If you asked the casual fan to pick between Vader’s top 1993 matches, the most common answer might be the Texas Death match with Cactus Jack. Halloween Havoc was the setting, but the stage had been set months prior when two brutal matches left Foley with a wicked concussion and in need of two dozen stitches. Remember that ECW, which popularized hardcore brawls, had not gained traction as of ’93, so the Vader-Cactus bouts were eye opening in that “I’ve never seen this before” type of way. Foley was such an innovator, in general, but I think he found the perfect dance partner, in Vader, with whom he could play his sadistic game. Put yourself in the 1993 mindset of a fan that had not seen a match quite that hardcore. This was a fight that broke new ground; that entered uncharted territory, in terms of violence, in North America’s mainstream wrestling scene. Months later, a match between the two in Germany cost Foley most of his right ear.
1994 was an unremarkable year for Vader, compared to his first two years. The lone highlight was his match with The Big Bossman. Maybe two or three super heavyweight matches were better in the last three decades. It was an excellent example of Vader’s ability to work very good matches with other super heavyweights. Most “big man” matches in American wrestling’s modern history have been an exercise in how to adequately bore the audience into doing something else, but Vader seemed determined to bring a bit of Japan’s more “gloves off” style to his bout with The Boss. It was anything but a typical big man contest. Vader, in the opening minutes, took a running leap from the ring-height ramp and jumped over the top rope for a diving splash into the ring. They slammed each other from the top turnbuckle, Vader took a DDT from the middle rope, and Vader finished off Bossman with a Vader Bomb from the second turnbuckle followed by a moonsault from the top.
Part of the reason for Vader’s ’94 demotion, of sorts, was to make way for a new top star. Hulk Hogan signed with WCW that year and the product was, subsequently, built around him. There were two feuds that immediately jumped off the page for the Hulkster upon his arrival. The first and most obvious was the dream feud against Ric Flair that spanned 1994. Once he had dispatched of Naitch, Hogan’s attention turned to the other: Vader. Hulkamania had run wild over a lot of big guys in its heyday, but very few of them were capable of working a main-event caliber match at Vader’s level. Vader was in the prime of his career and was capable of helping Hulk to a classic rivalry.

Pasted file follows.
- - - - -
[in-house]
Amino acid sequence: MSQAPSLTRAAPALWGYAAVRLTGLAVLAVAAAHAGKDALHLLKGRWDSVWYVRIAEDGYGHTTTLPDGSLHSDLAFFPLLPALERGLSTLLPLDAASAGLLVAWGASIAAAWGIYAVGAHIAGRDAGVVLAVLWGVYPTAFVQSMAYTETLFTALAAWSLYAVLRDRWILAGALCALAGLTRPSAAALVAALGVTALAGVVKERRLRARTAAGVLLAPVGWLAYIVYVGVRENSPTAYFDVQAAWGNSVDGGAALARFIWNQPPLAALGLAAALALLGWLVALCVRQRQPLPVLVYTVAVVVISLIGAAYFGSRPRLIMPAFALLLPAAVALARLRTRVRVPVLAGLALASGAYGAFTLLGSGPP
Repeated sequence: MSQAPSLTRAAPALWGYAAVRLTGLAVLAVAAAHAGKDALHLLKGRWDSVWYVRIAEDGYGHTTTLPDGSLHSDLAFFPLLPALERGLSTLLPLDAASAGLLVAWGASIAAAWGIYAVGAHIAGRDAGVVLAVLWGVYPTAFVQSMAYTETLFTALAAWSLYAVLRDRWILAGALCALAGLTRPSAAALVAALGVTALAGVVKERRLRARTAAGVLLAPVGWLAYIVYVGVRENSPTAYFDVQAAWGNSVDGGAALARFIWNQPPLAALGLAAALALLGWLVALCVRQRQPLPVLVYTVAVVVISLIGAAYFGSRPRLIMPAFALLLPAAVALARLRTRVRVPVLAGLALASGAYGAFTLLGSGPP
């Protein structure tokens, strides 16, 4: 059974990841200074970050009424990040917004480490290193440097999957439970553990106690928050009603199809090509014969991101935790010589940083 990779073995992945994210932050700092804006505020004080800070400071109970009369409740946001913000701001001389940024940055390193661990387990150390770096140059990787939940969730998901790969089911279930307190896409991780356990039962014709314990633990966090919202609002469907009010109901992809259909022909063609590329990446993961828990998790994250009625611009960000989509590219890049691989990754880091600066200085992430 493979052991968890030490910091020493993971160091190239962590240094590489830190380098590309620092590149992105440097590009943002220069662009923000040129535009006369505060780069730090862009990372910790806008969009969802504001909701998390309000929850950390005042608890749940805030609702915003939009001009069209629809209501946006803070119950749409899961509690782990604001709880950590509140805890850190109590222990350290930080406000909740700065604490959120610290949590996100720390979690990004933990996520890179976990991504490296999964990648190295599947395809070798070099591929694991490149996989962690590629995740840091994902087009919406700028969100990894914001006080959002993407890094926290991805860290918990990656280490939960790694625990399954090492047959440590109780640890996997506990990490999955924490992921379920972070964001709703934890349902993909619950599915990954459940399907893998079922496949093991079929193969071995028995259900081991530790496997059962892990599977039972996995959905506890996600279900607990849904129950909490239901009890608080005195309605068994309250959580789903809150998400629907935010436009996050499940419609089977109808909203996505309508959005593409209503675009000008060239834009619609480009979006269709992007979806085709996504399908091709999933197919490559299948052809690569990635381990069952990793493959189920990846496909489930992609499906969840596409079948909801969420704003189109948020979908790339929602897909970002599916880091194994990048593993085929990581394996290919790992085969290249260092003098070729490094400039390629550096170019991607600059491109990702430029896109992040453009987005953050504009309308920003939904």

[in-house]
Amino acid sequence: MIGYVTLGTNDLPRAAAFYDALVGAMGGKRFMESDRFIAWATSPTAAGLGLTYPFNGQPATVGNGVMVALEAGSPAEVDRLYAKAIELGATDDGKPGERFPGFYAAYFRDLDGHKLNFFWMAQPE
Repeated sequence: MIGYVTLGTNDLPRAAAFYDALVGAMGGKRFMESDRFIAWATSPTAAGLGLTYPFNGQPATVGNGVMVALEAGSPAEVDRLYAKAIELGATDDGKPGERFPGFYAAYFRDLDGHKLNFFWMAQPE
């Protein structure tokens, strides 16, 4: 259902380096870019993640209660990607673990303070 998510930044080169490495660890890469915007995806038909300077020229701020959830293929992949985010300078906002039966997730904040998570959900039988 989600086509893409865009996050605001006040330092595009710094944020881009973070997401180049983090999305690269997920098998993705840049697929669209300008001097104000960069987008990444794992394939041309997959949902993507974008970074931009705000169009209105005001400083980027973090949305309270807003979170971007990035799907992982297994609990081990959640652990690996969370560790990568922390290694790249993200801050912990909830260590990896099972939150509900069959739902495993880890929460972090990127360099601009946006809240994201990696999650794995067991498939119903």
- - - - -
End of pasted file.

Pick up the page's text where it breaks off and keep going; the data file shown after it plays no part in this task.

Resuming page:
Their first match at Super Brawl V took a page from the Rocky III playbook. Hogan had defeated the man previously thought to be his greatest challenge in Flair, just as Rocky Balboa had overcome Apollo Creed in Rocky and Rocky II. Yet, it turned out to be a dominant, relative newcomer in Clubber Lang that gave Rocky his biggest test. Similarly, Vader presented Hulkamania with the most significant threat to its hope to “live forever.” In the film, Lang utterly decimated Balboa. Vader did the same to Hogan, taking everything that the Hulkster could dish out. The same things that had led both Hogan and Balboa to previous victories were not enough to put down their brutish competition. At one point, just as Rocky had said to long-time manager, Mick, Hogan told his long-time friend, Jimmy Hart, that “he is too strong.” Vader even kicked out of the big boot and leg drop combination at the count of one. Hogan managed to escape, unlike in the movie, with the title still around his waist thanks to a dusty finish, but it was clear that Vader owned Hogan.
The two rematches were solid, but less dramatic than the original. At Uncensored, Hogan defeated Vader in a Strap match. It was the kind of brawl that you would expect from a Vader-led gimmick. They also had a Steel Cage match at The Bash at the Beach PPV, which Hogan also won. It was more like the second Balboa-Lang fight in Rocky III, in that the dominance once shown by the antagonist was absent in the rematch, giving the hero the definitive victory. Hogan’s ability to complete the comeback story was far from what it once had been, but his matches with Vader were top notch.